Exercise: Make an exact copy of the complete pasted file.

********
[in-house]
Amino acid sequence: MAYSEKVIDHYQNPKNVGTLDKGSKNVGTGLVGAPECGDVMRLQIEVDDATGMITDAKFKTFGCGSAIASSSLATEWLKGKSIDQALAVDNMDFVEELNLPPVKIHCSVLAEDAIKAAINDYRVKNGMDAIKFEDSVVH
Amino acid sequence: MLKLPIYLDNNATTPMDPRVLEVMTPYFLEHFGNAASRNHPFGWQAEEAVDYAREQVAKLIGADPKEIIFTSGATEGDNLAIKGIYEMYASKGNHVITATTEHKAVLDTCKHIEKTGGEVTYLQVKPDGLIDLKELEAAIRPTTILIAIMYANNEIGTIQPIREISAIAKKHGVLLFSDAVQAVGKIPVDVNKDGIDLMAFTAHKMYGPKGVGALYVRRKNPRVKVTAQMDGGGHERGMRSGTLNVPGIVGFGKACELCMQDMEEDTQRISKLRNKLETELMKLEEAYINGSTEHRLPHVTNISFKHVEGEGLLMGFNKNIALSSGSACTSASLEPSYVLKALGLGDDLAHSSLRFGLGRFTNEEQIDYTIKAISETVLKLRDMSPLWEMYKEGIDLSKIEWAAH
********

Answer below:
[in-house]
Amino acid sequence: MAYSEKVIDHYQNPKNVGTLDKGSKNVGTGLVGAPECGDVMRLQIEVDDATGMITDAKFKTFGCGSAIASSSLATEWLKGKSIDQALAVDNMDFVEELNLPPVKIHCSVLAEDAIKAAINDYRVKNGMDAIKFEDSVVH
Amino acid sequence: MLKLPIYLDNNATTPMDPRVLEVMTPYFLEHFGNAASRNHPFGWQAEEAVDYAREQVAKLIGADPKEIIFTSGATEGDNLAIKGIYEMYASKGNHVITATTEHKAVLDTCKHIEKTGGEVTYLQVKPDGLIDLKELEAAIRPTTILIAIMYANNEIGTIQPIREISAIAKKHGVLLFSDAVQAVGKIPVDVNKDGIDLMAFTAHKMYGPKGVGALYVRRKNPRVKVTAQMDGGGHERGMRSGTLNVPGIVGFGKACELCMQDMEEDTQRISKLRNKLETELMKLEEAYINGSTEHRLPHVTNISFKHVEGEGLLMGFNKNIALSSGSACTSASLEPSYVLKALGLGDDLAHSSLRFGLGRFTNEEQIDYTIKAISETVLKLRDMSPLWEMYKEGIDLSKIEWAAH